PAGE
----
First selectman Jayme Stevenson shared the following message with Darien's State Senators Bob Duff and Carlo Leone regarding Governor Dannel Malloy's agreement with the State Employees Bargaining Agent Coalition; it has been reprinted with her permission.

Good Morning Bob and Carlo,

I’m writing to urge you to vote NO on the Governor’s negotiated SEBAC agreement today.

To begin on a positive note… I appreciate that the proposed agreement represents a shift in a more positive direction to bring state employee benefits more in line with public sector employees in other states. In the midst of Connecticut’s fiscal crisis, it’s simply bad policy to promise state workers no layoffs for 5 years and to lock in expensive benefits until 2027. As a local leader of a well-managed ‘Aaa’ rated town, we take the opposite strategy. Shorten the terms of the deals and make no long term promises so that we can stay fiscally nimble in the face of changing economics.

Your administration has spoken positively about your efforts to cut spending by downsizing government. This agreement disallows future administrations, both Democrat and Republican, from continuing to right-size government as we face future deficits which are assured without further modifications to this agreement, continued cuts in state government spending and positive changes in state revenues.

The Office of Fiscal Analysis Emergency Certification states that the annual savings achieved by this agreement are FY17 $0, FY18 $371.8 million, FY19 $328.6 million, FY20 $328.9 million and FY21 $153.6. These savings, according to OFA are all inclusive of the proposed changes in wages, healthcare, retiree healthcare and retirement plans. The OFA detail differs significantly from the information you are distributing. See below.

The wages negotiated in this agreement are nothing more than a wage deferral. Between the year-3 lump sum payments and 3.5% increases in years 4 and 5, state employees are again receiving promises that far outweigh the wage opportunities in the private sector and public employees across the country. Many local municipalities have long done away with “longevity” pay, I encourage the state to do the same. In addition, overtime should be excluded entirely from pension calculations, not dropped to 60% as proposed. Friday’s Hartford Courant article on the excessive overtime pay in the Department of Developmental Services underscores the need to remove overtime entirely from pension calculations.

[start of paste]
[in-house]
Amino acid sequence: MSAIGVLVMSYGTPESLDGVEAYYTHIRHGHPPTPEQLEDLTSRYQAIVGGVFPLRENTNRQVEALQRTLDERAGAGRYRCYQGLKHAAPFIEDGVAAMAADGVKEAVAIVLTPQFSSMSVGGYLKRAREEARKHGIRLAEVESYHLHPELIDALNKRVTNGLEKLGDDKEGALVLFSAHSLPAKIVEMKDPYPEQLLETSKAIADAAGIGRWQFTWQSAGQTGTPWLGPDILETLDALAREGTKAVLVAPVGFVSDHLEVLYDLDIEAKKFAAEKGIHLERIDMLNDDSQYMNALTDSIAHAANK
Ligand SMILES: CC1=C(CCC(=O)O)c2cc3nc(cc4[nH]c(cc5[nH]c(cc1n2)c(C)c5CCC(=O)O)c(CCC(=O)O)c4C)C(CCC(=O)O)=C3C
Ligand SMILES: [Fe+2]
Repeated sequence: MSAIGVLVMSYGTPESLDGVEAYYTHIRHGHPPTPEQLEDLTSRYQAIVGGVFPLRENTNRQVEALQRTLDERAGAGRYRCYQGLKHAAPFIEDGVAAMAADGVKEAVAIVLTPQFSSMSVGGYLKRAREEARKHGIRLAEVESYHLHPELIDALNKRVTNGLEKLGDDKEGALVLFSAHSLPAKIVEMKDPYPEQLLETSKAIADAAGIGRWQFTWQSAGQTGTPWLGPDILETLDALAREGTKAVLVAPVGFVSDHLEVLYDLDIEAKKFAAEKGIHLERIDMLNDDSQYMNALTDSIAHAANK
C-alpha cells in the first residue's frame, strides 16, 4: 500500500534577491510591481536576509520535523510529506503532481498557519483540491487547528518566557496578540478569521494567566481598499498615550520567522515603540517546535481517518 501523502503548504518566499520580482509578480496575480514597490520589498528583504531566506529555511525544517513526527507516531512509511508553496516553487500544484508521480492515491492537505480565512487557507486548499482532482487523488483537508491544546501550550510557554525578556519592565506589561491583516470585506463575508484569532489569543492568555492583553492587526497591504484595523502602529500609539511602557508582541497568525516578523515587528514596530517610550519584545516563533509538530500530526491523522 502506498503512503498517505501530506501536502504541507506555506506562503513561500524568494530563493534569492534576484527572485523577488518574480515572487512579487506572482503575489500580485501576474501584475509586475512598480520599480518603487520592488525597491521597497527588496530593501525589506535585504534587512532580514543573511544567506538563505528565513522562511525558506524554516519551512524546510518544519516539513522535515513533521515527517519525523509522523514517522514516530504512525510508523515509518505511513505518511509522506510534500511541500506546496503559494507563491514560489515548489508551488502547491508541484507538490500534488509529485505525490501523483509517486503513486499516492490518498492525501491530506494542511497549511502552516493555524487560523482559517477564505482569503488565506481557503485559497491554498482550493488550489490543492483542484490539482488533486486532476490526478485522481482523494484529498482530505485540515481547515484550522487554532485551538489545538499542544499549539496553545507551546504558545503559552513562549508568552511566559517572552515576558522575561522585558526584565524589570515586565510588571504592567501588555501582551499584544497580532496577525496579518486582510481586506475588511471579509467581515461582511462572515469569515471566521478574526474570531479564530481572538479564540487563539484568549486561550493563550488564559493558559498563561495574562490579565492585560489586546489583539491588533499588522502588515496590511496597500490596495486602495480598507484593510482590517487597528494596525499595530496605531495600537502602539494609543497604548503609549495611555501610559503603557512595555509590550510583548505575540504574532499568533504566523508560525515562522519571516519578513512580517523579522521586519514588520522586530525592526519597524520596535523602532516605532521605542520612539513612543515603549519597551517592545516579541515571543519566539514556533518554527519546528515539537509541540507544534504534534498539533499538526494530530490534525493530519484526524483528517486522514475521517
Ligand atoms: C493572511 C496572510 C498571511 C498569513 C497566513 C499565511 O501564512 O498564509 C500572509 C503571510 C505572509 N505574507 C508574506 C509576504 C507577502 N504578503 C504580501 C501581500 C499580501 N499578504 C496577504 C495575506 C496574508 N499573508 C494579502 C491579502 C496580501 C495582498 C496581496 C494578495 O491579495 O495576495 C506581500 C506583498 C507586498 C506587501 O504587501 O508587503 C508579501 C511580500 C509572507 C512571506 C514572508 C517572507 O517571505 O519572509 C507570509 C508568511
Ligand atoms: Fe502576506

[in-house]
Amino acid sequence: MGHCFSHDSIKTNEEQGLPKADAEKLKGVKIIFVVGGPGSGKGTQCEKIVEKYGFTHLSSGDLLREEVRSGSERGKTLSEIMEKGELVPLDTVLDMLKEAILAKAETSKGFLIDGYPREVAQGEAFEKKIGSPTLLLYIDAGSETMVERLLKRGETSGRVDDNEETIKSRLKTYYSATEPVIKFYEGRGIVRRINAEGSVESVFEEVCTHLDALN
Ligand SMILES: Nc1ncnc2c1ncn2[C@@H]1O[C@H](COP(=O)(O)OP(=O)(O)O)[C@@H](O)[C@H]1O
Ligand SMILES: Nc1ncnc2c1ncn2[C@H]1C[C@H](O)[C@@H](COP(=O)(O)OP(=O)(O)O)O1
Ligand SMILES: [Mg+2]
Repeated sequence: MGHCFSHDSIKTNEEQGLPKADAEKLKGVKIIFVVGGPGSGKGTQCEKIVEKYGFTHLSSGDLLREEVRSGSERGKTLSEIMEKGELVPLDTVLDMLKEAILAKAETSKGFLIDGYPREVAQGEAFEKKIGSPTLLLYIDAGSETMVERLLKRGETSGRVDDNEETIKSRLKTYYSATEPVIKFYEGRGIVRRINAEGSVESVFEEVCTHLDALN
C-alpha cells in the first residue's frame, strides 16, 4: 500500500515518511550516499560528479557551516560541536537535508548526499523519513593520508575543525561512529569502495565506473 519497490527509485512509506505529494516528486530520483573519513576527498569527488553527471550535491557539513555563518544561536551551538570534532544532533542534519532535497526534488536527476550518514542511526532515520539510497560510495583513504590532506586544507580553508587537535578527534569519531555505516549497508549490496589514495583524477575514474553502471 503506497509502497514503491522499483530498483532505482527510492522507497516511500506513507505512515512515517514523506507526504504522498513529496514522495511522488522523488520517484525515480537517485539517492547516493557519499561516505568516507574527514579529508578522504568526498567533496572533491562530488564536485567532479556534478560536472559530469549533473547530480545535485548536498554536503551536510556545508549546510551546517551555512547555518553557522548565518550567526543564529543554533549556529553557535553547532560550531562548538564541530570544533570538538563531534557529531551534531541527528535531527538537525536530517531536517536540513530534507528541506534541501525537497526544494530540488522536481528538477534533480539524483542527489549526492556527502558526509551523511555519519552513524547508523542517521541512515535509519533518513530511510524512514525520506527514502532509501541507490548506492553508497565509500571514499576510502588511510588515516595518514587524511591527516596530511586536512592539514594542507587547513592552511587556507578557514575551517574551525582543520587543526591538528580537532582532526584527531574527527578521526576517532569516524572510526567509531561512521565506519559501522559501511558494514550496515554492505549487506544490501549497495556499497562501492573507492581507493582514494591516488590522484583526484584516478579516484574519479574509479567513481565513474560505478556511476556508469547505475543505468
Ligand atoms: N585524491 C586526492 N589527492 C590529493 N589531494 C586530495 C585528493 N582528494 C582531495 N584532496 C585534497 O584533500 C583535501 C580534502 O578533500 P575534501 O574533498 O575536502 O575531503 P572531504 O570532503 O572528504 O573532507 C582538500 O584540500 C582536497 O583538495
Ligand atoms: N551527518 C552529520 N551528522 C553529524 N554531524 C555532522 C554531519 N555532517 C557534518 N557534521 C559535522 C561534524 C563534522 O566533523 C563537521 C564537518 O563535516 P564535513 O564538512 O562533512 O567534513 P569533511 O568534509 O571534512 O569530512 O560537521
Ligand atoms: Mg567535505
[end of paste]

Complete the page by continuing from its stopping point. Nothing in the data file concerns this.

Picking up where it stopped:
http://www.courant.com/opinion/editorials/hc-ed-overtime-over-the-top-at-state-agency-for-developmentally-disabled-20150914-story.html

When aggregated, the State Employees’ Retirement System (SERS), Teacher Retirement System (TRS) and state retiree OPEB obligations have created a tsunami of fixed costs that is overwhelming the state’s ability to provide necessary and appropriate government services. Taxpayers deserve to see a comprehensive fiscal analysis of the state’s finances through 2032 to see if this proposed SEBAC agreement will help or hinder the path to fiscal stability. CT Mirror budget expert, Keith Phaneuf, speaking to a group of non-profits last week, believes Connecticut will continue to cycle through unbalanced budgets and deficit mitigation crises without a better union deal.

To be clear, I do not oppose collective bargaining per se and understand how it works…you need to give something to get something. However, this agreement will form the basis for the state’s next 5 biennium budgets and without a better deal, significant tax increases at the state level, local level or both will certainly be necessary over the coming years. Connecticut and our hard working taxpayers simply cannot afford this deal.

Respectfully,

Jayme Stevenson